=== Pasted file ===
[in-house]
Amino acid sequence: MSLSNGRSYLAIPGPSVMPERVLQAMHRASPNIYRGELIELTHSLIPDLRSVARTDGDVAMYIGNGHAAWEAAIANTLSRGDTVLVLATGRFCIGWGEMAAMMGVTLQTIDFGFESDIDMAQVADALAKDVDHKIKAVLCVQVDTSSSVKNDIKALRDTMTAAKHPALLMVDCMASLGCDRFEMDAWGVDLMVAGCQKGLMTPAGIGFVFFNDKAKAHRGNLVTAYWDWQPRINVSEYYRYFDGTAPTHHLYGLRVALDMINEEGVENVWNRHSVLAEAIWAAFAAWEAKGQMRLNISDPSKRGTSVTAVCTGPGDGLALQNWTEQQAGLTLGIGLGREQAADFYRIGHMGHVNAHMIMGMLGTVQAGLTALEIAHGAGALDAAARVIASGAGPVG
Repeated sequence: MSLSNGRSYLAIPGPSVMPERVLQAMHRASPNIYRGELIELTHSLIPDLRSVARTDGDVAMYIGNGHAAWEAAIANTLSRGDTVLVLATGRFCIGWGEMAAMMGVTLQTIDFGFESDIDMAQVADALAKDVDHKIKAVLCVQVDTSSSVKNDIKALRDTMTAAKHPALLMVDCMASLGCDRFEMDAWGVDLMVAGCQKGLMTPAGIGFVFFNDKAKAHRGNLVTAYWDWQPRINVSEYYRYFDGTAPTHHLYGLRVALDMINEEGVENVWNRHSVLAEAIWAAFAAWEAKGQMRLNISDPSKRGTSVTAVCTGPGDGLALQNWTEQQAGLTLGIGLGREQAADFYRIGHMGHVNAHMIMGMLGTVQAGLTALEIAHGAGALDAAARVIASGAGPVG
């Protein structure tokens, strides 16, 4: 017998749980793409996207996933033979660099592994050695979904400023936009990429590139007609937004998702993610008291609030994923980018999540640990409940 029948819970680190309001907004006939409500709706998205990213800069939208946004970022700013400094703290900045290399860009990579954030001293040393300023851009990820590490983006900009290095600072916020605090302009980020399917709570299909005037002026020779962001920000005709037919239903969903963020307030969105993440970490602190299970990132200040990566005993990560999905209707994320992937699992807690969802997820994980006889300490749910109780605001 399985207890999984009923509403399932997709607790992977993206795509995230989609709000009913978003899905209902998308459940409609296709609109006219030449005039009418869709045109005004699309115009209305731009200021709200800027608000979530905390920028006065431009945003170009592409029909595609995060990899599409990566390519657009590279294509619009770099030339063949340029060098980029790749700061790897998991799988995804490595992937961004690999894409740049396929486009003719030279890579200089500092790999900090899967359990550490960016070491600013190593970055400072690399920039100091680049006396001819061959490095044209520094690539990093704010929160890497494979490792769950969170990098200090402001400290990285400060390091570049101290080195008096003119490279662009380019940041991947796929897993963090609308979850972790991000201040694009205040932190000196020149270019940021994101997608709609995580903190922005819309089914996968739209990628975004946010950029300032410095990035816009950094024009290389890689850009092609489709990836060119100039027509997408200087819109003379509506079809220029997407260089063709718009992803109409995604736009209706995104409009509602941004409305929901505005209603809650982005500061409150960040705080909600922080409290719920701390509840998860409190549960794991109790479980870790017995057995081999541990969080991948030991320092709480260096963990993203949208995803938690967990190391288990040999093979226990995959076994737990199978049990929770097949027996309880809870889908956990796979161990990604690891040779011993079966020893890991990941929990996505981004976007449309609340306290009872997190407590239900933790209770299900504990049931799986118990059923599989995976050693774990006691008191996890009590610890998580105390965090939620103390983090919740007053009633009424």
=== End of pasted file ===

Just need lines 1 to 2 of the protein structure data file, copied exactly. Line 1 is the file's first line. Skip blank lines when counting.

[in-house]
Amino acid sequence: MSLSNGRSYLAIPGPSVMPERVLQAMHRASPNIYRGELIELTHSLIPDLRSVARTDGDVAMYIGNGHAAWEAAIANTLSRGDTVLVLATGRFCIGWGEMAAMMGVTLQTIDFGFESDIDMAQVADALAKDVDHKIKAVLCVQVDTSSSVKNDIKALRDTMTAAKHPALLMVDCMASLGCDRFEMDAWGVDLMVAGCQKGLMTPAGIGFVFFNDKAKAHRGNLVTAYWDWQPRINVSEYYRYFDGTAPTHHLYGLRVALDMINEEGVENVWNRHSVLAEAIWAAFAAWEAKGQMRLNISDPSKRGTSVTAVCTGPGDGLALQNWTEQQAGLTLGIGLGREQAADFYRIGHMGHVNAHMIMGMLGTVQAGLTALEIAHGAGALDAAARVIASGAGPVG